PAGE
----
Destitute," announcing that she was the recipient of an award for good deeds. I would have given anything to see Mom's face when she opened the box. But, of course, she never mentioned it.
Two years later, in 1978, I remarried. The day of our wedding, Harold and I put our car in a friend's garage to avoid practical
jokers. After the wedding, while my husband drove us to our honeymoon suite, I reached for a pillow in the car to rest my
head. It felt lumpy. I unzipped the case and found, wrapped in wedding paper, the yellow shirt. Inside a pocket was a note:
"Read John 14:27-29. I love you both, Mother."
That night I paged through the Bible in a hotel room and found the verses:
"I am leaving you with a gift: peace of mind and heart.
And the peace I give isn't fragile like the peace the world gives.
So don't be troubled or afraid. Remember what I told you:
I am going away, but I will come back to you again.
If you really love me, you will be very happy for me,
for now I can go to the Father, who is greater than I am.
I have told you these things before they happen so that when they do, you will believe in me." The shirt was Mother's final gift. She had known for three
months that she had terminal Lou Gehrig's disease. Mother died the following year at age 57. I was tempted to send the yellow shirt with her to her grave.
But I'm glad I didn't, because it is a vivid reminder of the love-filled game she and I played for 16 years. Besides, my
older daughter is in college now, majoring in art. And every art student needs a baggy yellow shirt with big pockets.
There's some mighty fine advice in these words, even if you're not superstitious.This is true,even if you are not superstitious, agnostic, or otherwise faith impaired.
ONE. Give people more than they expect and do it cheerfully.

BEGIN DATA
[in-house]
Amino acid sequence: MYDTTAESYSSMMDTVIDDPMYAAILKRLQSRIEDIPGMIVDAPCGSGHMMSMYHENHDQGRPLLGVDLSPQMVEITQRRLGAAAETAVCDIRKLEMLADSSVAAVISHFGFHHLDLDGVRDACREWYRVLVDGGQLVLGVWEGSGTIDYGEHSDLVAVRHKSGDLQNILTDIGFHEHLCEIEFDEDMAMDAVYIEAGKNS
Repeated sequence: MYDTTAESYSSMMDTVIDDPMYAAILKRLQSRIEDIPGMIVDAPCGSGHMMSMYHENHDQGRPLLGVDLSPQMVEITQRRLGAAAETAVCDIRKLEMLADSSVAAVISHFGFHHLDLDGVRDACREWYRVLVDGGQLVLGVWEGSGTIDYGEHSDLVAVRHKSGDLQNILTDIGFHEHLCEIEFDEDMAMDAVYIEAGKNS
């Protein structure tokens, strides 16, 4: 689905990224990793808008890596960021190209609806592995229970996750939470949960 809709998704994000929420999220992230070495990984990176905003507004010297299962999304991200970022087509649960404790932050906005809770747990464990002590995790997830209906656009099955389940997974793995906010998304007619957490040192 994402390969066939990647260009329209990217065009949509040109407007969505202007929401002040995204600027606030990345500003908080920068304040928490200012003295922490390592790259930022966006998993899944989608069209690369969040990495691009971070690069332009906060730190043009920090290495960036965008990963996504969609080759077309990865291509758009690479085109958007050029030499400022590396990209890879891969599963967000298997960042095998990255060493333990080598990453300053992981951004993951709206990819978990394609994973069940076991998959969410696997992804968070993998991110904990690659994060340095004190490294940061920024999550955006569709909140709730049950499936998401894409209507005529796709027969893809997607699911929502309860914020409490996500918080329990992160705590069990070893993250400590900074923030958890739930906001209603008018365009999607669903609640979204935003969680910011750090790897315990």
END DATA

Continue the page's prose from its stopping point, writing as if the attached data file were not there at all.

TWO. Marry a man/woman you love to talk to. As you get older, their
conversational skills will be as Important as any other. THREE. Don't believe all you hear, spend all you have or sleep all
you want. FOUR. When you say, "I love you," mean it. FIVE. When you say, "I'm sorry," look the person in the eye. SIX. Be engaged at least six months before you get married.
SEVEN. Believe in love at first sight.EIGHT. Never laugh at anyone's dreams. People who don't have dreams
don't have much. NINE. Love deeply and passionately. You might get hurt but it's the only
way to live life completely. TEN.. In disagreements, fight fairly. No name calling. ELEVEN. Don't judge people by their relatives TWELVE. Talk slowly but think quickly. THIRTEEN. When someone asks you a question you don't want to answer, smile and ask, "Why do you want to know?" FOURTEEN. Remember that great love and great achievements involve great risk.
FIFTEEN. Say "bless you" when you hear someone sneeze. SIXTEEN. When you lose, don't lose the lesson SEVENTEEN. Remember the three R's: Respect for self;
Respect for others; and Responsibility for all your actions.
EIGHTEEN. Don't let a little dispute injure a great friendship.
NINETEEN. When you realize you've made a mistake, take
immediate steps to correct it. TWENTY. Smile when picking up the phone. The caller will hear it in your voice. TWENTY-ONE. Spend some time alone.
A true friend is someone who reaches for your hand and touches your heart.
Speaking of Friend, I had mine to send this to me and it touches my heart and I want to share it with the World!